San Francisco 2011, Day Nine

I’ve been behind by a day throughout this trip, and it looks like I might finally catch up if I can knock this one out before I fall asleep. Today was our long-awaited Chinatown1 day. We strolled down Stockton Street and found ourselves in the midst of a bustling food market that extended several blocks in each direction. Every kind of fruit and vegetable you can imagine, seafood, dried who-knows-what, candy, tea, snacks, noodles… the list goes on. But the highlight of the day turned out to be the bizarre toys we found in bazaars and gift shops. These ranged from angry wooden toys to  zombie stickers that are designed to attach to your mirror so you can pretend to be a zombie in the morning,2 to “handerpants“, which, as the name suggests, are underpants for your hands.

Along with the hilarious gift items, there were also some really beautiful earthenware bowls and teapots, scarves, tapestries, and I think I noticed decorative swords for sale in nearly every shop. (Careful, kids.) We lunched at a vegetarian restaurant called “Lucky Creation”, where I enjoyed the best potstickers of my life and my friend had the “sizzling spicy shrimp balls”,3 which was poured into a hot iron dish in front of us so we could see the sizzling action first-hand.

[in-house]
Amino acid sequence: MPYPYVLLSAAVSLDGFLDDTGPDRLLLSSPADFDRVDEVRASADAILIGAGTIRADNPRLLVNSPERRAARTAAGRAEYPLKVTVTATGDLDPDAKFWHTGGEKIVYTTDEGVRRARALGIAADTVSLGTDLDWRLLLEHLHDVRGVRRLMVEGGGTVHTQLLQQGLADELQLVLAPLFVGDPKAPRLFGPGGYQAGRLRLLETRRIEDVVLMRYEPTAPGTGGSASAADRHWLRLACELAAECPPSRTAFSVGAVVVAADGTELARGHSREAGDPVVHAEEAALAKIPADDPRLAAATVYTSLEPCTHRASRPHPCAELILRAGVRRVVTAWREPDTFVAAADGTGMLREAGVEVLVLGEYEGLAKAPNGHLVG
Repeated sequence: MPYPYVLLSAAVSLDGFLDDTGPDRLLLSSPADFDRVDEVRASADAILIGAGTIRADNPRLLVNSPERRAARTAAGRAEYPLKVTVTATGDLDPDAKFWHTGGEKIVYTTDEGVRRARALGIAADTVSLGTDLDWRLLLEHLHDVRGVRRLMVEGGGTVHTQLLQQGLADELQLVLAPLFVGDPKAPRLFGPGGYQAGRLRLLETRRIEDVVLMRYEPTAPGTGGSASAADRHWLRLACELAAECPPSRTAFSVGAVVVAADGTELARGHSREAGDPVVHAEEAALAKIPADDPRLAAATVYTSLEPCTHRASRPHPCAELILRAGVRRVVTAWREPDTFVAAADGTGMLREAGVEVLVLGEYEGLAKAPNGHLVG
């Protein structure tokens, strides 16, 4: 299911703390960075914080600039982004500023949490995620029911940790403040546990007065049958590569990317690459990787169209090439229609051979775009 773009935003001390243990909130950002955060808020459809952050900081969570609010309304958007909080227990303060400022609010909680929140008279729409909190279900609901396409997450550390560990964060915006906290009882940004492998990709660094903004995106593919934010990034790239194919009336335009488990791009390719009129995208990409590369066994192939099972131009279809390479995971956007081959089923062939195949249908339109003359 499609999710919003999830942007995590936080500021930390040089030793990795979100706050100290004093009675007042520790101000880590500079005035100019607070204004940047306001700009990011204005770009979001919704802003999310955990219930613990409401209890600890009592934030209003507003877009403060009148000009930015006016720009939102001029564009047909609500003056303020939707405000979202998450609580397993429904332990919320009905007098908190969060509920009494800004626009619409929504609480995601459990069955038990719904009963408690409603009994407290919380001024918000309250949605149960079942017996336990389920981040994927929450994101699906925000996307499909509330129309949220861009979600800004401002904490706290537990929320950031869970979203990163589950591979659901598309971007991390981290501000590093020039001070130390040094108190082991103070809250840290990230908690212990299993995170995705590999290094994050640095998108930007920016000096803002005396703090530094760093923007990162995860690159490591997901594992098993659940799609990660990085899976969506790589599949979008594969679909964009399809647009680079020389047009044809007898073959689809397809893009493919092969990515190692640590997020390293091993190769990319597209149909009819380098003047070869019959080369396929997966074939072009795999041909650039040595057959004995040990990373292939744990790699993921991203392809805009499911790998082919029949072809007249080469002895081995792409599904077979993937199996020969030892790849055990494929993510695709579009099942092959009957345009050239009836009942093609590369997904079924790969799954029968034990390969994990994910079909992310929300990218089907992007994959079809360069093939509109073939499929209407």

Then on to City Lights bookstore, one of our regular stops. Instead of looking at books this time, I just sat and enjoyed the feeling of an independent bookstore filled with people.4

As the sun went down, we swung by a local Italian restaurant, Trattoria Contadina, for a scrumptious dinner.5 Later in the evening I researched ground transportation from Dulles airport back to DC, and thought about how sad I’ll be to leave my favorite city.6

More photos on Flickr.

  1. It is, in fact, the oldest Chinatown in North America. []
  2. I don’t need to pretend. []
  3. When his food arrived, I quipped, “Shouldn’t they be a little smaller than that?” and sniggered quietly for a few minutes. []
  4. I also discovered that one of my favorite versions of Pinocchio, beautifully written and illustrated by French graphic artist Winshluss, now has an English language version. To be honest, I was a bit disappointed that they didn’t carry the French one, but ultimately happy that it’s been brought to an American audience. Be prepared, though, for an unconventional, graphic, and occasionally obscene retelling. As one reviewer on Amazon puts it, “No child should ever see a woman riding Pinocchio’s face.” []
  5. I had a beet/arugula/ radish/goat cheese/pistachio salad, followed by ravioli, and then  a spumoni cake with four delicious flavors of gelato for dessert. []
  6. Especially since summer is in full swing by now back home; 90-degree temperatures and suffocating humidity. []

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